One huge reason that tax reform could be easier than it should be.
House Republicans have giddily greeted the GOP’s tax reform proposal thus far, with some lawmakers suggesting they’re ready to pass a yet-to-be written bill as soon as they get their hands on it. But that enthusiasm shouldn’t be a shock when the Republicans making the laws falsely believe one thing ― that tax cuts pay for themselves.
Yes, tax cuts can create economic growth, which can in turn increase revenue. But recent history has shown that tax cuts aren’t without a cost. If you’d like a lesson in the matter, ask Kansas.
Or just look at the 2001 and 2003 tax cuts under former President George W. Bush.
Rather than paying for themselves or unleashing the economy, the Bush tax cuts significantly contributed to increases in the deficit. According to the Center on Budget and Policy Priorities, the Bush tax cuts will be responsible for 40 percent of our national debt by 2019. And there isn’t clear evidence that those tax cuts created economic growth ― certainly not enough to offset the cost of the cuts.
Even the CBO’s most modest analysis, excluding the effect of having to pay interest on extra debt, said the 2001 tax cuts contributed more than a trillion dollars to the national debt in their first 10 years.
When HuffPost talked to conservative economist Douglas Holtz-Eakin about the deficit impact of tax cuts on Thursday, the former CBO director was emphatic: Tax cuts do not pay for themselves.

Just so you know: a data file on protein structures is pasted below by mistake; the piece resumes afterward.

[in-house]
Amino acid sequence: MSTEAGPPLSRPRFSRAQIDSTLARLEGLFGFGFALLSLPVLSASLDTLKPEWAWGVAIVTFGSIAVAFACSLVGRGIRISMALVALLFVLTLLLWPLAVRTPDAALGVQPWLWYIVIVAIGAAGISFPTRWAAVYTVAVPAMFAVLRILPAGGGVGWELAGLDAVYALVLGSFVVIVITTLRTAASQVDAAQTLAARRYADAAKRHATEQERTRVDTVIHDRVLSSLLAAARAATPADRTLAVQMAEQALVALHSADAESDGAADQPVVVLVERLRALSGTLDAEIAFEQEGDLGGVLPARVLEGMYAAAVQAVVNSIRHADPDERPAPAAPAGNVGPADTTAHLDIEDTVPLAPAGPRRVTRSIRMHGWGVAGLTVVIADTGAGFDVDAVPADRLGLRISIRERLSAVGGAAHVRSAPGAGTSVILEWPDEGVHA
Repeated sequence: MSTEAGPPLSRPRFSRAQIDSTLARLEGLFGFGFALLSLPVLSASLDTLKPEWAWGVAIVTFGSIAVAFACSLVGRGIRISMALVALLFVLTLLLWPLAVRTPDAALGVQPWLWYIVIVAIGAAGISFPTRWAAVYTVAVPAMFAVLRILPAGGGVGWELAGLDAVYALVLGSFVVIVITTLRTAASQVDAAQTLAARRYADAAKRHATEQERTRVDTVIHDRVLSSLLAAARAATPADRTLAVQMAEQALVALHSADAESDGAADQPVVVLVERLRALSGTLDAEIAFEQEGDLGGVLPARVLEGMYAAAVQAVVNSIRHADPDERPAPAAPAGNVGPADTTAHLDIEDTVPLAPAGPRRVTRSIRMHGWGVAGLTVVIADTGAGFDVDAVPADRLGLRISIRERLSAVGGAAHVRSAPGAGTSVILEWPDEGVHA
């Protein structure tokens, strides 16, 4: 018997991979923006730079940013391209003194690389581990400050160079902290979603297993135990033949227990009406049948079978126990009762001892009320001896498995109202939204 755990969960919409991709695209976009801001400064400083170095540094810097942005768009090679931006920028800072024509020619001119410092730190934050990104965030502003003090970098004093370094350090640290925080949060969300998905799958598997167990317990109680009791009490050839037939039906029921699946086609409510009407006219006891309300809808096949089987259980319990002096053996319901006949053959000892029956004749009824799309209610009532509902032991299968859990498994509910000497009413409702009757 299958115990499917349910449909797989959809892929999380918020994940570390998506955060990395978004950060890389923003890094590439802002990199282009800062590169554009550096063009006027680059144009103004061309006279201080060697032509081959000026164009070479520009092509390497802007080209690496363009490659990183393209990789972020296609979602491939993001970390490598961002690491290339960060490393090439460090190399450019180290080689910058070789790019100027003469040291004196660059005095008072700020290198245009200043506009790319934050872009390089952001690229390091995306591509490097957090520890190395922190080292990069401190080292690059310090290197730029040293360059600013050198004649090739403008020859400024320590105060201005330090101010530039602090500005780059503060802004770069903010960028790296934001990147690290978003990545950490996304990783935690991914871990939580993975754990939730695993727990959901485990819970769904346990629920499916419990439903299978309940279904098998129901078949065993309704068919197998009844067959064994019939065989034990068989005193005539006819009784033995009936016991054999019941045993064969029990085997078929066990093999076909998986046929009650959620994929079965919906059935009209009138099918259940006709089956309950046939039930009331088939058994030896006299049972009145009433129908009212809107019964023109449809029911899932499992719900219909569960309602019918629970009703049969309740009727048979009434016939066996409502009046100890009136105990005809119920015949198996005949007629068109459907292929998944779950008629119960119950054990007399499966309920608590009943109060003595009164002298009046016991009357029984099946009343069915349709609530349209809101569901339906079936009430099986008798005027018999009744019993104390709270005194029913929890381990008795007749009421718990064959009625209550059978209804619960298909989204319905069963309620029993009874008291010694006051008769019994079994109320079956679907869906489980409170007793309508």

“We have all sorts of evidence to that effect,” Holtz-Eakin said. “I don’t think there’s any evidence, over any interval, that they pay for themselves. Over any sustained period, they don’t.”
Former Ronald Reagan economic adviser Bruce Bartlett, who helped write Reagan’s tax cuts and literally wrote the book on Reaganomics, published an op-ed in the Washington Post on Thursday titled: “I helped create the GOP tax myth. Trump is wrong: Tax cuts don’t equal growth.”
Bartlett said most Republican rhetoric about tax cutting is “wishful thinking.”
“In reality,” Bartlett wrote, “there’s no evidence that a tax cut now would spur growth.”
But that thought would come as a surprise to most House Republicans, who are apparently convinced that tax cuts do create growth and do bring in more money than they cost.
While we don’t have enough specifics to know the price tag of the GOP’s latest proposal, it seems clear there won’t be enough offsets on the individual side to make up for the cuts that Republicans are planning, particularly because Republicans believe they don’t need to offset cuts. Under that ideology, a good bet is that the proposal, if enacted, would substantially contribute to the national debt.